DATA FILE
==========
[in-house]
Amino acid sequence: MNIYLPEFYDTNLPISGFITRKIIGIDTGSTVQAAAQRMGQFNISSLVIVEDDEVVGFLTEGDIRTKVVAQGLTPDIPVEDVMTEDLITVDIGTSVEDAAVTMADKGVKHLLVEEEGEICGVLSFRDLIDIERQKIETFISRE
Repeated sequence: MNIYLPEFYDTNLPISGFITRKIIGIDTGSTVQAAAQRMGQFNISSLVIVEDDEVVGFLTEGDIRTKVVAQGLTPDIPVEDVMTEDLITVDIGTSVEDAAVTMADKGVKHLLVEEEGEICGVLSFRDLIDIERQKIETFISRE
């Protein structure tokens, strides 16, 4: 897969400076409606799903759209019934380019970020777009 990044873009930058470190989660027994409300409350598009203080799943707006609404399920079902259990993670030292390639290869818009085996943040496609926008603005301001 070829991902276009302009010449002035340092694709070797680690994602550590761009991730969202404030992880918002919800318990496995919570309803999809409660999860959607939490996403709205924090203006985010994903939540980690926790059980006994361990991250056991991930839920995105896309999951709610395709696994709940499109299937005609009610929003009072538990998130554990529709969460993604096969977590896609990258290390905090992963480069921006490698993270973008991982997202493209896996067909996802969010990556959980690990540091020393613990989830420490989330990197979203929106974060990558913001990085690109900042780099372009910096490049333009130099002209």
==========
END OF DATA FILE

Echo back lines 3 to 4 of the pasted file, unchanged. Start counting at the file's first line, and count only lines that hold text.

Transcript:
Repeated sequence: MNIYLPEFYDTNLPISGFITRKIIGIDTGSTVQAAAQRMGQFNISSLVIVEDDEVVGFLTEGDIRTKVVAQGLTPDIPVEDVMTEDLITVDIGTSVEDAAVTMADKGVKHLLVEEEGEICGVLSFRDLIDIERQKIETFISRE
């Protein structure tokens, strides 16, 4: 897969400076409606799903759209019934380019970020777009 990044873009930058470190989660027994409300409350598009203080799943707006609404399920079902259990993670030292390639290869818009085996943040496609926008603005301001 070829991902276009302009010449002035340092694709070797680690994602550590761009991730969202404030992880918002919800318990496995919570309803999809409660999860959607939490996403709205924090203006985010994903939540980690926790059980006994361990991250056991991930839920995105896309999951709610395709696994709940499109299937005609009610929003009072538990998130554990529709969460993604096969977590896609990258290390905090992963480069921006490698993270973008991982997202493209896996067909996802969010990556959980690990540091020393613990989830420490989330990197979203929106974060990558913001990085690109900042780099372009910096490049333009130099002209």